I think this is going to cause far more confusion than it’s worth. By conflating OSI layers as being “overlayed” on top of the physical media you have wound up eliminating the reason why they were separated in the first place.

        The key is in your next statement:

        “Overlay has some negative connotations, and we’ve been taught that it’s bad to tunnel for a long time.”

        That’s precisely the point. There is nothing in FCoE that requires a “tunnel.” Does IP “tunnel” through MAC addresses? No. So why should we think FCoE does when it doesn’t?

  5. Damn. Can’t edit a missing html tag. Sorry!

  6. Erik Smith says:

    Hi Tony, I agree that FCoE can function over a wide range of topologies.

    I also agree there is no common FCoE taxonomy and that this is something that should be addressed.

    That having been said, I have to slightly disagree with the idea that there are three different implementations of FCoE (and it could just be a problem on my part with the term implementation…). “At the end of the day”, with today’s version of FCoE (FC-BB-5), there’s really only one way to use FCoE.

    In all cases, FCoE frames that originate from a CNA traverse an Ethernet network and are received by an FCF. Once the FCF recieves the frame, it decides how to forward the frame based on the Fibre Channel D_ID and S_ID (taking into account FC zoning) and then it will either:
    a) forward the frame to another switch/FCF via FC or FCoE (if the Destination Domain ID does not equal the local domain ID); or
    b) forward the frame directly to the destination (e.g., the CNA attached to the storage port if the Destination Domain ID matches the local Doman ID).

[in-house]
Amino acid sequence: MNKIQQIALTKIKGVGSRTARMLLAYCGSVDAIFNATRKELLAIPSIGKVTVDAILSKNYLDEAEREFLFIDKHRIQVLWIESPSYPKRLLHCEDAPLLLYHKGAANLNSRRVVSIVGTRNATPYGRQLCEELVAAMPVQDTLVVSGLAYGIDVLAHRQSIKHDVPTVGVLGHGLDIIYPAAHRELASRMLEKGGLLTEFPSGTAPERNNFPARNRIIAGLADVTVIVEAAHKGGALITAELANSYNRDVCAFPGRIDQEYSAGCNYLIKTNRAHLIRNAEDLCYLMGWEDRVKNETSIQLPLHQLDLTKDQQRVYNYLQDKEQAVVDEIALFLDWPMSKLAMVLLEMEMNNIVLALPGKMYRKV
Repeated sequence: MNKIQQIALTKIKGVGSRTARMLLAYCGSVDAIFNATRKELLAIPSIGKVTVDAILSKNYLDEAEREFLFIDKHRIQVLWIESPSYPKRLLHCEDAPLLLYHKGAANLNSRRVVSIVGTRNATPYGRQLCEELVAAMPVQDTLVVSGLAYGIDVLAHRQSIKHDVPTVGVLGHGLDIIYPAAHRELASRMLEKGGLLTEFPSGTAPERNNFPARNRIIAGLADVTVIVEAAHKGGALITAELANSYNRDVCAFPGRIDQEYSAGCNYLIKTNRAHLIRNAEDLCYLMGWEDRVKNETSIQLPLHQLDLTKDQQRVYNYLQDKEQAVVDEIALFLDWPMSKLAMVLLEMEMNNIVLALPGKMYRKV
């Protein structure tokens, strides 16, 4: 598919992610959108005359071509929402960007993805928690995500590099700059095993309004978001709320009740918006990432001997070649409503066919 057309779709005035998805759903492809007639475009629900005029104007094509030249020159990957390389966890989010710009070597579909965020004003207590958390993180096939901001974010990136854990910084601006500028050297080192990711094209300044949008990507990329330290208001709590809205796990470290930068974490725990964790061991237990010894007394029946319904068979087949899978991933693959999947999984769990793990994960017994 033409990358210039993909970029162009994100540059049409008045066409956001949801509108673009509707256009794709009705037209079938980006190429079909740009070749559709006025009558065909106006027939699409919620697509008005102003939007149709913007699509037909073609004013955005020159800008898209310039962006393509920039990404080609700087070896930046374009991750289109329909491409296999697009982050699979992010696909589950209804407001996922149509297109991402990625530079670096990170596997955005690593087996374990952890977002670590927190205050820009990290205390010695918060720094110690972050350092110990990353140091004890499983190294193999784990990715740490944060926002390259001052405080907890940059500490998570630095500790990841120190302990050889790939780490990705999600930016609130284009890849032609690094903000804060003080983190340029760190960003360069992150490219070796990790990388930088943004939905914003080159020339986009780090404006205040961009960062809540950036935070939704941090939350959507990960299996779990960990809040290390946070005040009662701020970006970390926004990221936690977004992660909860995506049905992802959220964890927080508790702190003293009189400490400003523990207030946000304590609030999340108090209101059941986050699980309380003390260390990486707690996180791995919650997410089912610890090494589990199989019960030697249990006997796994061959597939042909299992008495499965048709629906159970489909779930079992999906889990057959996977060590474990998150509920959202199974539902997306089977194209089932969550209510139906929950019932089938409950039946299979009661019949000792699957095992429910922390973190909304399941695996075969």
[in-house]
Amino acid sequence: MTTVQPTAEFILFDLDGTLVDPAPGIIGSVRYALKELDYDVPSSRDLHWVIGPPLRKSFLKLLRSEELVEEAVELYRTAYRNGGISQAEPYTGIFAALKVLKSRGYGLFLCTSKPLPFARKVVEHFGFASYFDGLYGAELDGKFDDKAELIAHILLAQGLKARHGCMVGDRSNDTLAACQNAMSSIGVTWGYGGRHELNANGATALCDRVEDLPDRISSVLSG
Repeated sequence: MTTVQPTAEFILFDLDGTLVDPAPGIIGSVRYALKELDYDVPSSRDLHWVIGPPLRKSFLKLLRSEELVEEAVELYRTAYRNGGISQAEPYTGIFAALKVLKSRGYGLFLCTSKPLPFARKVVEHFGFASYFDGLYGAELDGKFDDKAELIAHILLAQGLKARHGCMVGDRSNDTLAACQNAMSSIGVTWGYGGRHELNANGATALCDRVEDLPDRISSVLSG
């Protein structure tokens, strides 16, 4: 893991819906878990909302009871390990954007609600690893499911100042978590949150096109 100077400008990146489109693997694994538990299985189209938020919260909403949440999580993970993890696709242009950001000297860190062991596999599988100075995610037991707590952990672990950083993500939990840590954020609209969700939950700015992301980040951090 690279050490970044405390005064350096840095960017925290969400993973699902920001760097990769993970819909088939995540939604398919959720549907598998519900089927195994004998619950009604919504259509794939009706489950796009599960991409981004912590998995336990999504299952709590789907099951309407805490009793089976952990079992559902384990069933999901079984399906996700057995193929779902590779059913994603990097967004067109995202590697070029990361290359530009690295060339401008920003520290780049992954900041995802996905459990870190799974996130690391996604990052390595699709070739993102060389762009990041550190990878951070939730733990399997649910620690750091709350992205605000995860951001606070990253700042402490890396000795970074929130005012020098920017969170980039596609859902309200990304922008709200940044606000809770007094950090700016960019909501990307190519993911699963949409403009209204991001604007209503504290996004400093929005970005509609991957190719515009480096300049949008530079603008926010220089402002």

The Ethernet network between the CNA and FCF or between two FCFs can be as simple as a single twinax cable or as complex as several FIP Snooping Bridges that are making use of TRILL. In any case, the topology or ethernet features in use between the CNA and FCF or between two FCFs is orthogonal to the FCoE protocol.

    Personally, when I’m talking about FCoE, I break things down into supported topologies.
    1. A CNA directly connected to an FCF (I call this “zero-hop” due to topology #4 below)
    2. A CNA connected to a FIP Snooping bridge and then to an FCF (I call this a “FIP Snooping Bridge” topology)
    3. FCFs connected together via FCoE ISLs (I refer to as “multi-hop”)
    4. Very soon we will be talking about direcly connecting ENodes to other ENodes using either PT2PT or VN2VN (see FC-BB-6). I refer to this as a “direct connect” topology but I’ll probably also refer to it based on the protocol in use, either “Point to Point” or “VN to VN”.

    The really challenging part is figuring out which vendor supports which topology. I took a stab at documenting this here ( http://brasstacksblog.typepad.com/brass-tacks/2011/06/fcfcoe-connectivity-options-as-of-6272011.html )

    If someone has better terminology, I’d gladly use it. The terms Dense mode and Sparse mode seem to make things a bit more confusing rather than less (although I’m still a huge fan of Ivan’s 🙂 )

    • Yeah…. what Erik said. 😛

    • tonybourke says:

      That having been said, I have to slightly disagree with the idea that there are three different implementations of FCoE (and it could just be a problem on my part with the term implementation…). “At the end of the day”, with today’s version of FCoE (FC-BB-5), there’s really only one way to use FCoE.

      In all cases, FCoE frames that originate from a CNA traverse an Ethernet network and are received by an FCF. Once the FCF recieves the frame, it decides how to forward the frame based on the Fibre Channel D_ID and S_ID (taking into account FC zoning) and then it will either:
      a) forward the frame to another switch/FCF via FC or FCoE (if the Destination Domain ID does not equal the local domain ID); or
      b) forward the frame directly to the destination (e.g., the CNA attached to the storage port if the Destination Domain ID matches the local Doman ID).

      Your description above is an example of a “hybrid” of SMFCoE and DMFCoE. A mixture of Ethernet switches that are FCFs and ones that aren’t.